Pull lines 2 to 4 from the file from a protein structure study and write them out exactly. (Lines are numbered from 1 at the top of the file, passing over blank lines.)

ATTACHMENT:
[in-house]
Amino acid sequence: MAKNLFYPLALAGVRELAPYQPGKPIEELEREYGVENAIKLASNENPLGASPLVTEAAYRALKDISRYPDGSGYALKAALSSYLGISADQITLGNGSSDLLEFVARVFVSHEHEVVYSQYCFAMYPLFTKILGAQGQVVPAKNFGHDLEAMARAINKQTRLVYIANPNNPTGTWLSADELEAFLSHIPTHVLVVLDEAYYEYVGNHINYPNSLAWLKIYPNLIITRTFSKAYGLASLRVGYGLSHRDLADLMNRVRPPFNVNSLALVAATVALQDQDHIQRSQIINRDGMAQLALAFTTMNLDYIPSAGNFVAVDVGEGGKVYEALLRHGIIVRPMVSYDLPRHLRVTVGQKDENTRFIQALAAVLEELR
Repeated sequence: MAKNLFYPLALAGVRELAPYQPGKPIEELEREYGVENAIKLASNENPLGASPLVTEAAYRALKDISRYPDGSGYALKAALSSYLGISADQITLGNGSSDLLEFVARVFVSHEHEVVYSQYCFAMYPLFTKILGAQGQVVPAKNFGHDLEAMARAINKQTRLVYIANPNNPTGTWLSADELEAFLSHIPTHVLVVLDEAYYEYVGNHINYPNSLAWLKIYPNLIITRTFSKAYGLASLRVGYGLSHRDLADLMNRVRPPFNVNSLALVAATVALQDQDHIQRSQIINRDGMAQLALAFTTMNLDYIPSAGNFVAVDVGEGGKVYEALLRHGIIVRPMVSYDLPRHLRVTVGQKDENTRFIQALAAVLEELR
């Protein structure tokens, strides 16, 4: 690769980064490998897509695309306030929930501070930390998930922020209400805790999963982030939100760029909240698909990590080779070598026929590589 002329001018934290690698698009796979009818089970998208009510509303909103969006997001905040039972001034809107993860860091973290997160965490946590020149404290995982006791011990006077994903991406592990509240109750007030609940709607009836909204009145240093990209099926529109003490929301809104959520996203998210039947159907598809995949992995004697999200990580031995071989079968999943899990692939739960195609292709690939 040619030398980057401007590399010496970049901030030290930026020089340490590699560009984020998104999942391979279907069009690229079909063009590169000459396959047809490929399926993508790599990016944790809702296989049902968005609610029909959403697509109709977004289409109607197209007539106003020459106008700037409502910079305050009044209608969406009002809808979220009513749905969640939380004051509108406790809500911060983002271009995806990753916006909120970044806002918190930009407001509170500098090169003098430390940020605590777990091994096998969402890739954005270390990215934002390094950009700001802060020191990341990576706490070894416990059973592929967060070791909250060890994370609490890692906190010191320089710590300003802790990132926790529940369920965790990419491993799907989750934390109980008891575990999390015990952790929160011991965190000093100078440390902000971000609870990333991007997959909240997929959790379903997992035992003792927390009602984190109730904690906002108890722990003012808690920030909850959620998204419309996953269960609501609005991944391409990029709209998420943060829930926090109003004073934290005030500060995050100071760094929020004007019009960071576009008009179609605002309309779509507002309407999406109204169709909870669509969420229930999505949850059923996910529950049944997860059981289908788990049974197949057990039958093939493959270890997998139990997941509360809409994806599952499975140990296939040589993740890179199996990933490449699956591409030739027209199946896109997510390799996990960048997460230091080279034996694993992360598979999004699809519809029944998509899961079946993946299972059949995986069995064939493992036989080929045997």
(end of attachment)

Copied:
Amino acid sequence: MAKNLFYPLALAGVRELAPYQPGKPIEELEREYGVENAIKLASNENPLGASPLVTEAAYRALKDISRYPDGSGYALKAALSSYLGISADQITLGNGSSDLLEFVARVFVSHEHEVVYSQYCFAMYPLFTKILGAQGQVVPAKNFGHDLEAMARAINKQTRLVYIANPNNPTGTWLSADELEAFLSHIPTHVLVVLDEAYYEYVGNHINYPNSLAWLKIYPNLIITRTFSKAYGLASLRVGYGLSHRDLADLMNRVRPPFNVNSLALVAATVALQDQDHIQRSQIINRDGMAQLALAFTTMNLDYIPSAGNFVAVDVGEGGKVYEALLRHGIIVRPMVSYDLPRHLRVTVGQKDENTRFIQALAAVLEELR
Repeated sequence: MAKNLFYPLALAGVRELAPYQPGKPIEELEREYGVENAIKLASNENPLGASPLVTEAAYRALKDISRYPDGSGYALKAALSSYLGISADQITLGNGSSDLLEFVARVFVSHEHEVVYSQYCFAMYPLFTKILGAQGQVVPAKNFGHDLEAMARAINKQTRLVYIANPNNPTGTWLSADELEAFLSHIPTHVLVVLDEAYYEYVGNHINYPNSLAWLKIYPNLIITRTFSKAYGLASLRVGYGLSHRDLADLMNRVRPPFNVNSLALVAATVALQDQDHIQRSQIINRDGMAQLALAFTTMNLDYIPSAGNFVAVDVGEGGKVYEALLRHGIIVRPMVSYDLPRHLRVTVGQKDENTRFIQALAAVLEELR
């Protein structure tokens, strides 16, 4: 690769980064490998897509695309306030929930501070930390998930922020209400805790999963982030939100760029909240698909990590080779070598026929590589 002329001018934290690698698009796979009818089970998208009510509303909103969006997001905040039972001034809107993860860091973290997160965490946590020149404290995982006791011990006077994903991406592990509240109750007030609940709607009836909204009145240093990209099926529109003490929301809104959520996203998210039947159907598809995949992995004697999200990580031995071989079968999943899990692939739960195609292709690939 040619030398980057401007590399010496970049901030030290930026020089340490590699560009984020998104999942391979279907069009690229079909063009590169000459396959047809490929399926993508790599990016944790809702296989049902968005609610029909959403697509109709977004289409109607197209007539106003020459106008700037409502910079305050009044209608969406009002809808979220009513749905969640939380004051509108406790809500911060983002271009995806990753916006909120970044806002918190930009407001509170500098090169003098430390940020605590777990091994096998969402890739954005270390990215934002390094950009700001802060020191990341990576706490070894416990059973592929967060070791909250060890994370609490890692906190010191320089710590300003802790990132926790529940369920965790990419491993799907989750934390109980008891575990999390015990952790929160011991965190000093100078440390902000971000609870990333991007997959909240997929959790379903997992035992003792927390009602984190109730904690906002108890722990003012808690920030909850959620998204419309996953269960609501609005991944391409990029709209998420943060829930926090109003004073934290005030500060995050100071760094929020004007019009960071576009008009179609605002309309779509507002309407999406109204169709909870669509969420229930999505949850059923996910529950049944997860059981289908788990049974197949057990039958093939493959270890997998139990997941509360809409994806599952499975140990296939040589993740890179199996990933490449699956591409030739027209199946896109997510390799996990960048997460230091080279034996694993992360598979999004699809519809029944998509899961079946993946299972059949995986069995064939493992036989080929045997």